time on, as the thermometer rises, he will
become hotter and thir.-tier. The Journal
of Health explains this state of thing as
Thirst is a local fwlinir, but it treats
that there is not enough water in tbe sys
tem. Pouring water down the thro.-t psts
water into the rtomach, but not iuto the
system for some time afterward, partic
ularly if the water is cold. Coffee and tea
quenrh thirst more rapidly when hey are
hot than '.vhcti thy are ewid. in-causr ciiej
are rimtrd more quickly.
After the victim of the krat is loadi-4 up
with colli water he begius to prespire more
freely. This means that he has put into
himself more water than his system de
mands, th.it the he.it and Lis overloaded
system combined are working it off. As
the perspiratiou trickles down his face, lie
goes and takes more drinks and so keeps
the uncomfortable round uutil night, when
he tosses around damp ami uncomfortable.
In the same way that a short run ex
hausts a man's breath, ntid makes him
sweat more than a Ions, leisurely waik. so
a number of iced drinks poured in rapidly
tire a man more, and make him swe!t
more, thau a moderate amount of fluids
taken at long intervals of time. The best
time to drink is in the morning. The
6tomach is empty and tbe fluids will )M
carried through the system antt imp the
blood more speedily. A pint of moderately
cool water then will do more to relieve
thirst during the day than tea glasses of
beer or soda water in the afternoon.
Remedy for a Sty.
When you feel the pricking pain on the
eyelid that announces the coming of a sty
use as an application very strong black tea,
or simply the tea leaves, moistened with a
little water, put in a small bag of muslin
and laid over th eyelid. Moisten ajain as
it dries. This, if used rcfure the stree's
well under way, will, it is said, cure it.
THE GARDEN PARTY.
A Landmark of the Uial Season nod
lli.w It Is Ob-, rve.l.
The gardou party season is uow well on
its way, both in town ami country. It is a
paradox perhaps to say that the town gar
den parties are the most briiiiaut as re
gards fashion, number of guests, tu'jsin
and amusements. Society rojiiir-'S to Iw
amused nt its town garden pr-.tio-; iu Ibd
country it is more than satisfied to play
tennis or croquet or loJ At tov'u gar
den parties music is a feature.
Tbe regulation garden party hours
vr.ry 3:30 to 0:30 ami 4 to T country
hours; 4:30 to 7 and 5 to 7:!t0 town houiw;
but Ikhu ia town and eountry Uj ar
rival is made as near to the hour men
tioned on the card as possible. It is no
proof of being ultra fashionable to arrive
late on the scene, only that sometiiing pre
vented an earlier appearance. The charm
of a garden party is sunshine blended with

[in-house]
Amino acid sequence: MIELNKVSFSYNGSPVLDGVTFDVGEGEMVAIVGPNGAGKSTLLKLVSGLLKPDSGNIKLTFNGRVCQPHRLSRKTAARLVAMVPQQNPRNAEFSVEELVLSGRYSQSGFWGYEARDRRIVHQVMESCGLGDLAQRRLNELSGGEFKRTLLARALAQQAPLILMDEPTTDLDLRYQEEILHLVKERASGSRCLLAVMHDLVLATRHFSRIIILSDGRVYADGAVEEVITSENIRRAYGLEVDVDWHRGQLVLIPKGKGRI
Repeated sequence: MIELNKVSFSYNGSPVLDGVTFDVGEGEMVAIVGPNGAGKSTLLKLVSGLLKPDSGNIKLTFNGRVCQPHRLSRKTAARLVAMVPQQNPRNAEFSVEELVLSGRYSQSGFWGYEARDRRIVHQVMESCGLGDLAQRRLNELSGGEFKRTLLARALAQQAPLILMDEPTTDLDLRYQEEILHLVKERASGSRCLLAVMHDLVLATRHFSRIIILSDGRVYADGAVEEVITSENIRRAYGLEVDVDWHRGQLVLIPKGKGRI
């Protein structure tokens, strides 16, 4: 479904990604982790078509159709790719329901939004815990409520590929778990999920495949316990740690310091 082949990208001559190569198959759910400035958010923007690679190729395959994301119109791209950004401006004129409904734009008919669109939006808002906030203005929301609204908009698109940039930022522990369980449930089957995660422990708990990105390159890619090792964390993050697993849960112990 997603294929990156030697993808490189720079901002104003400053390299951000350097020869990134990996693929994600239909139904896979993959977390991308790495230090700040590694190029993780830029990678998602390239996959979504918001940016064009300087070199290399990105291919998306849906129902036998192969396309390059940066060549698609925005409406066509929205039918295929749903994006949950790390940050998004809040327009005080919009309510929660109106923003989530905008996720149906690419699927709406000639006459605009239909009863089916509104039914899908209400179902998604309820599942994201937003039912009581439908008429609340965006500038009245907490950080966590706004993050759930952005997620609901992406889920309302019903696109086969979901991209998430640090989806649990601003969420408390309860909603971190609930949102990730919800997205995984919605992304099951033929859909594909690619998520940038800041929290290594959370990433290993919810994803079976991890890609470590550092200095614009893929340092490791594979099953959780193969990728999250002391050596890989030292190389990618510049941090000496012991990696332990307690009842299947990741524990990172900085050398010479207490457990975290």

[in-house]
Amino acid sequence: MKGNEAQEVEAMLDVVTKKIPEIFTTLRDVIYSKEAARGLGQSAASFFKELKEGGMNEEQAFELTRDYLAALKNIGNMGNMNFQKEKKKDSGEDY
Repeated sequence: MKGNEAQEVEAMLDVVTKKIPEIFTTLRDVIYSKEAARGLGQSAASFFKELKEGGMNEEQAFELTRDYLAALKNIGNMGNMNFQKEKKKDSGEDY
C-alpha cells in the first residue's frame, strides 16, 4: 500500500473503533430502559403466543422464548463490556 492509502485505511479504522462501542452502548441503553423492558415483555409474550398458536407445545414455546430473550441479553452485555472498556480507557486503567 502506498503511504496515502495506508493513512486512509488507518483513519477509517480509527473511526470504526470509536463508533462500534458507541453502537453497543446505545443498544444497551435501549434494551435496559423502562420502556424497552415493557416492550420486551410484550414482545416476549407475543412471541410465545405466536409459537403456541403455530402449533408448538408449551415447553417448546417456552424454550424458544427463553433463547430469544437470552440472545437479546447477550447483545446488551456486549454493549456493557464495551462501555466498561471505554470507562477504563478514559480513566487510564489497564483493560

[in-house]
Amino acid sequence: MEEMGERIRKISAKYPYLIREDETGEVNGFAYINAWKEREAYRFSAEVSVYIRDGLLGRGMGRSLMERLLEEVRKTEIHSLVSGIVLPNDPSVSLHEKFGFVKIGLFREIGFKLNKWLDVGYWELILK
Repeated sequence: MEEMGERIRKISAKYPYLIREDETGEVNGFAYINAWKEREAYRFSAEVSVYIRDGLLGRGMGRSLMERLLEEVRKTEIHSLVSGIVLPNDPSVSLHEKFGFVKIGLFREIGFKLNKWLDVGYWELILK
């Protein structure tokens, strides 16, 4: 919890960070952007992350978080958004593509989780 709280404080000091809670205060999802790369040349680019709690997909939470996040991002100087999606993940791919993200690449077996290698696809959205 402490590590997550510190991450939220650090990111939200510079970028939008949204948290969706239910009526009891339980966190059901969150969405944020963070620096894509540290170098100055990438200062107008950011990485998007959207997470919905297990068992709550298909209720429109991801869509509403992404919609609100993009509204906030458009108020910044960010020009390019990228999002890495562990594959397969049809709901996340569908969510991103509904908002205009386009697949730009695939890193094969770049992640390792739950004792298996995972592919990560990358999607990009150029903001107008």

shade; but as the day grows older the shad
ows of evening and the gloom of the trees
give shade without sunshine and a chilly
atmosphere not bargained for. Tiie de
parture from a garden ,arty i an almost
simultaneous one among the j-m Tiii'V
do n;,t leave by twos and threes and so dis
appear by degrees, as at an at home, but
every one wishes to leave at the same mo
ment. The guests walk to their carriages
rather than Wait to V.r.ve them ca!fc.d up iu
turn, so eager are they to get away; but
this more especially in Wife country on ac
count of tbe long drive in.prospect.
The length of invitations is from w-eeks
to three days, as tbe case may be, con
venience having a great deal to do with it,
also space and refusals. If any special
amusement is intended, it should be con
spicuously mentioned on the invitation
An answer should be sent to a garden
party invitation, if "only, to take it on no
higher ground, as an indication as to the
quantity of refreshments required, and
also enabling others to be asked ia the
stead of those who are prevented accepting.
Refreshment tables may be supplied plen
tifully with good things jellies, creams,
babas with jam and cherries, grapes,
peaches and an abundance of cream, ices,
sandwiches of various kinds, cakes of
every shape, make and color; tea, coffee,
iced coffee, and claret cup. Sometimes ices
are served on a separate table. "Men and
maidens plenty" are required when the
company is numerous.
Black enamel pins in intricate interlac
ing and showing a faint glimmer of the
gold at the edge are suitable for second
Special inducements to buyers. All Oxfords and Low Cut
P. S.-BIG NEW LINE
For Over Fifty Tears
Mrs. Winslow's Soothing Syrup has
been ueed by millions of mothers for
their children while tseth'ng. If d'f
burbed at night and broken of your res
by a sick child suffering and crying with
pain of cutting teeth send at once td get
a bottle of "Mr, Winslow's Srothin?
f.yru,v" for chiV.rcn t.-.c thiiig. 1: will re
lieve the poor little sulferer immediately.
Dejend upou it, mothers, liter is no mis
take about it. It cures diarrhoea, regu
lates tee stomach aud bowels, cures wind
po jrt Soft? t.p !Ta, T"(U'"e jrflon'wn.
lion and gives tone and energy to the
whole system, "Mrs Winslow's Soothing
Syrup" for children tcetkiuir is plcasaat
to the taste and is tbe prescription of one
of the oldest ncd beet Jcrca'.e phjsiciaus
and nurses in the United States. Sold by
all druggists 'throughout the woiiu. Frice
twenty-five cents a bottle. Be sure and
ask for "Mrs. Winslow 'smoothing Syrup
A Beat Balaam ia Kemp'a Balsam
Thfl dictionery ssys, "a balsam is a
thick, pure, aromatic substance flowing
from tree." Kemp's Balsam for the
throat and lungs is the only cough medi
cine that is a real balsam. Maty thin,
watery cough remedies are called balsam's
bnt such are not. Look through a bottle
of Kemp's Balsam and notice what a pure,
thick preparation it is. If you cough
use Kemp's Balsam. At all druggists'.
Large bottles 5(c an 1 81.
To Servooa and Debliatra Ken.
If you will send me your address we
will mail you our illustrated psmphlet
csiutslui; n:'. ubout Dr. Dye's celebrated